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Spell slots are used to power spells. This is separate from the number of spells that you can prepare each day. The "class spells" — cleric domain spells, or druid land terrain type spells, or equivalent — do not count against your limit of spells prepared each day (which depends on your level and spellcasting ability modifier), but you do need to expend spell slots if you want to actually cast one of them.

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Preparing Spells versus Casting Spells

You seem to be mixing up the two different game features of casting spells and preparing spells.

Preparing spells

Your cleric has a domain, which provides some spells that are always prepared. You don't have to choose them, they are always ready to be cast if you have a spell slot to cast them with. (Bless and Cure Wounds are from the Life Domain spell list). You then choose some more spells from the Cleric Spell List in Chapter 10 of the Players Handbook to have prepared (ready to cast):

You prepare the list of cleric spells that are available for you to cast, choosing from the cleric spell list. When you do so, choose a number of cleric spells equal to your Wisdom modifier + your cleric level (minimum of one spell). The spells must be of a level for which you have spell slots. (Basic Rules page 21)

That means that if you have a Wisdom of 16 at first level (modifier +3) and are level 1, you add 1 + 3 and can thus prepare for casting 4 additional spells beyond your two domain spells. All in all you start your adventuring day with six spells preparerd. While you do have six spells to choose from, you can only cast two on a given day because you only have two spell slots. (You can cast the same spell twice, or cast two different spells once each).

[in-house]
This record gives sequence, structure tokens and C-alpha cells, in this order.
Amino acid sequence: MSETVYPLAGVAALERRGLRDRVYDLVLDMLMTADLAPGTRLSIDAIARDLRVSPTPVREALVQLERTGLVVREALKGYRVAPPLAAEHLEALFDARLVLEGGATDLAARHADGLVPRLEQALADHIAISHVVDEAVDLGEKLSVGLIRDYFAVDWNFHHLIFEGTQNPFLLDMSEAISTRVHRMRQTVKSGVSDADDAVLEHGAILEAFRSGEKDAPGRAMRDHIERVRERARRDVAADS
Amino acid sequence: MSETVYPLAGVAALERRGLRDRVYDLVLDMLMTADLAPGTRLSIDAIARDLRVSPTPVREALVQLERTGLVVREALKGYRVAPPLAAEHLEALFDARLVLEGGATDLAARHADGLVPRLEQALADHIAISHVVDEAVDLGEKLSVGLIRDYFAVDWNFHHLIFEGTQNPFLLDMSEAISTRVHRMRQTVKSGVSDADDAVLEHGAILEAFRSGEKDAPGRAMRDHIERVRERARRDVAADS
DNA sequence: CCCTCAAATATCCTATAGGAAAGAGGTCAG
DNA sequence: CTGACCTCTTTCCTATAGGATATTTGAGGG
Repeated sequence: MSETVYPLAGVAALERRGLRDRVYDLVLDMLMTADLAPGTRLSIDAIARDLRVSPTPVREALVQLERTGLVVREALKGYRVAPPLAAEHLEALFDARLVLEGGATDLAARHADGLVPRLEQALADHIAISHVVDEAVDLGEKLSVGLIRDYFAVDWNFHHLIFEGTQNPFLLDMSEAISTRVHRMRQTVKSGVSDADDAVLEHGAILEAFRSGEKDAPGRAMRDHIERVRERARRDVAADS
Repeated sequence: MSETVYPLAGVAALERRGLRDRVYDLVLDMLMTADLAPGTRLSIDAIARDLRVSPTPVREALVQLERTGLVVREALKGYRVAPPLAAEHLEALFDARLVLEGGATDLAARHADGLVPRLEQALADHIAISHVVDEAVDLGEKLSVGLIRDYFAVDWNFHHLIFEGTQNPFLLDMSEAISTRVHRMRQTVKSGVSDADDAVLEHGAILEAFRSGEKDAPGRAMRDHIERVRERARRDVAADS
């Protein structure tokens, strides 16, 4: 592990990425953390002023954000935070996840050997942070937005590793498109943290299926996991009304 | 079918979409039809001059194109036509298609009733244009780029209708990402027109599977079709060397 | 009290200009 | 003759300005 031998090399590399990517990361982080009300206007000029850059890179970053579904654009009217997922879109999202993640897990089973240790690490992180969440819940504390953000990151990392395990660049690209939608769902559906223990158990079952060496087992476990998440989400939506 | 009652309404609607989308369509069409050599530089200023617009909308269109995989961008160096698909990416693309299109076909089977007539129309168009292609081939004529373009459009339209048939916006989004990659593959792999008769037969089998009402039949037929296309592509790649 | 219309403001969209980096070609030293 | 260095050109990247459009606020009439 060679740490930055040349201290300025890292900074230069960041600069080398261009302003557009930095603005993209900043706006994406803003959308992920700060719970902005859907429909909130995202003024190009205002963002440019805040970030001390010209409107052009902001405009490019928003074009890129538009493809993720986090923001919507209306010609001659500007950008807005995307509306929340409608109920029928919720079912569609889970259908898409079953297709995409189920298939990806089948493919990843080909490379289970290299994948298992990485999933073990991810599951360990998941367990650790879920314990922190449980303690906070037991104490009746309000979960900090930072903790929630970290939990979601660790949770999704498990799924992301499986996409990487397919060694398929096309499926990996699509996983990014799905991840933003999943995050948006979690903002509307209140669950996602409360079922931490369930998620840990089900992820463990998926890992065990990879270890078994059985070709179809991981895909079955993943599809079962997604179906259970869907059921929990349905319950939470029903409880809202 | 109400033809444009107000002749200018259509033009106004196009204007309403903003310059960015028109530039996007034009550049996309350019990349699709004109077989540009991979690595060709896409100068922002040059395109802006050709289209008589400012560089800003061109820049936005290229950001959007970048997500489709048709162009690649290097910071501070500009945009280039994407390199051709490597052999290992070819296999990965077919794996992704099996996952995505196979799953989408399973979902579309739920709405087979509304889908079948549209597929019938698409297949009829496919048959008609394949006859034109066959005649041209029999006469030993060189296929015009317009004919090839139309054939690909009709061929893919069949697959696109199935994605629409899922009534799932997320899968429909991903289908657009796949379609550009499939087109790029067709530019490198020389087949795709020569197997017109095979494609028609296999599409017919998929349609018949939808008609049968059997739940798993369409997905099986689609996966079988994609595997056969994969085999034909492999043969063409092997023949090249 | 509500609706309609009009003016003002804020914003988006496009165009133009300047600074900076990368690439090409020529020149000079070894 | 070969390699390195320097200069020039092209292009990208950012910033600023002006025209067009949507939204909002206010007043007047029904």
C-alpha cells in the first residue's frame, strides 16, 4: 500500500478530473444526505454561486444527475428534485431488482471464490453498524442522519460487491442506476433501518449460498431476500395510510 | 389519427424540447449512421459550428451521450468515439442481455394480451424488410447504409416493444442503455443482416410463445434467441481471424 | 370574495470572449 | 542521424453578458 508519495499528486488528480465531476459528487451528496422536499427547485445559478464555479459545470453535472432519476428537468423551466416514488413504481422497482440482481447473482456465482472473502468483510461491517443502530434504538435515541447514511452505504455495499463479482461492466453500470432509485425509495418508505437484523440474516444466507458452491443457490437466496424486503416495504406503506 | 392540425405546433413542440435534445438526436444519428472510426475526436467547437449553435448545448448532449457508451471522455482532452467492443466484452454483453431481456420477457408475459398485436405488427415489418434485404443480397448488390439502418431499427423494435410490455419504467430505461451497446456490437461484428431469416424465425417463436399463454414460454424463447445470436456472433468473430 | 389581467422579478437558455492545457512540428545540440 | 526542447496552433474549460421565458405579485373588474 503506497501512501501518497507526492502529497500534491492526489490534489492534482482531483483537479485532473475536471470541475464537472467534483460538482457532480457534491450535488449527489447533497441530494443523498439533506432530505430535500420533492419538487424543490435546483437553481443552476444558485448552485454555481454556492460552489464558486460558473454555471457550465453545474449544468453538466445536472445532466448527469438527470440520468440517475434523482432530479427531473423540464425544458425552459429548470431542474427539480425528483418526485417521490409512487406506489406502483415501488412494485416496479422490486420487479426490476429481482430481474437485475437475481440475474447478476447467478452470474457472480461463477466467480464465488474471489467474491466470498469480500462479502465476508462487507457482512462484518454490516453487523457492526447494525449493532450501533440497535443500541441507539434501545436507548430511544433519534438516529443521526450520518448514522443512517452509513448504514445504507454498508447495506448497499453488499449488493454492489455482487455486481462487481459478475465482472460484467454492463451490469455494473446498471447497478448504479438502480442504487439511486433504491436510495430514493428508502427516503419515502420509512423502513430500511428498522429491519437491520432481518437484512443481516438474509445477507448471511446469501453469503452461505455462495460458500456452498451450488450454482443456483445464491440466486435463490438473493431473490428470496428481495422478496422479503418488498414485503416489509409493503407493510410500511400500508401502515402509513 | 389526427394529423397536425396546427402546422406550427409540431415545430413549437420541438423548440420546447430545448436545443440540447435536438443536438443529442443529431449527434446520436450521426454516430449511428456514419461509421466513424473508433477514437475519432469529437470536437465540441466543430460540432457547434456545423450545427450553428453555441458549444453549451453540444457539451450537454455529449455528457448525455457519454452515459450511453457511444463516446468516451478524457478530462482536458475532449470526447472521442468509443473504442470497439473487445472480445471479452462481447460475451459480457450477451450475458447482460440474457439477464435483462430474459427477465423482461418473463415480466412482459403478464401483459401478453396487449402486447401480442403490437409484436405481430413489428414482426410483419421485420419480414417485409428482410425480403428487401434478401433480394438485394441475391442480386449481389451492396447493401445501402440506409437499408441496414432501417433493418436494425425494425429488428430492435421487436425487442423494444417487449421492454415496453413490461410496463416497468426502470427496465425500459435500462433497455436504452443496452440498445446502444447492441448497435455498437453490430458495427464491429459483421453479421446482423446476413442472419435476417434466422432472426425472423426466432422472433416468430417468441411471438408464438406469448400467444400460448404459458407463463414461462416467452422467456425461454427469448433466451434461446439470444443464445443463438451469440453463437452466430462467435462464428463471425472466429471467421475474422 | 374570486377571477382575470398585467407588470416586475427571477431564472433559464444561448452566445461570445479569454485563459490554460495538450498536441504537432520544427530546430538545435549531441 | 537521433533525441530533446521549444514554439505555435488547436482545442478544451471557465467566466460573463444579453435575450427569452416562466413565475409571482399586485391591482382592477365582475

• An example

    Let's say you chose Guiding Bolt, Healing Word, Sanctuary and Shield of Faith. For your first adventure day. You have those spells, Bless, and Cure Wounds prepared.
    On your next adventure day, you could choose to prepare Inflict Wounds instead of Sanctuary, which means that your could choose from the following spells for the two spell slots that you can cast the next day: Guiding Bolt, Healing Word, Inflict Wounds, Shield of Faith, Bless, Cure Wounds.

Casting spells

Your cleric, based on her level, will have a number of slots per day/long rest, that can be cast before the cleric runs out of spell slots. Your first level cleric has two spell slots. At second level you will have three spell available for casting your prepared spells. You still have to choose which spell to cast from the menu of spells that you have selected.

Casting cantrips

You don't use a spell slot to cast a cantrip. You can cast it pretty much any time you want to.

Cantrips
A cantrip is a spell that can be cast at will, without using a spell slot and without being prepared in advance. Repeated practice has fixed the spell in the caster’s mind and infused the caster with the magic needed to produce the effect over and over. A cantrip’s spell level is 0. (Player's Handbook, Chapter 10/Basic Rules p. 78, italics mine)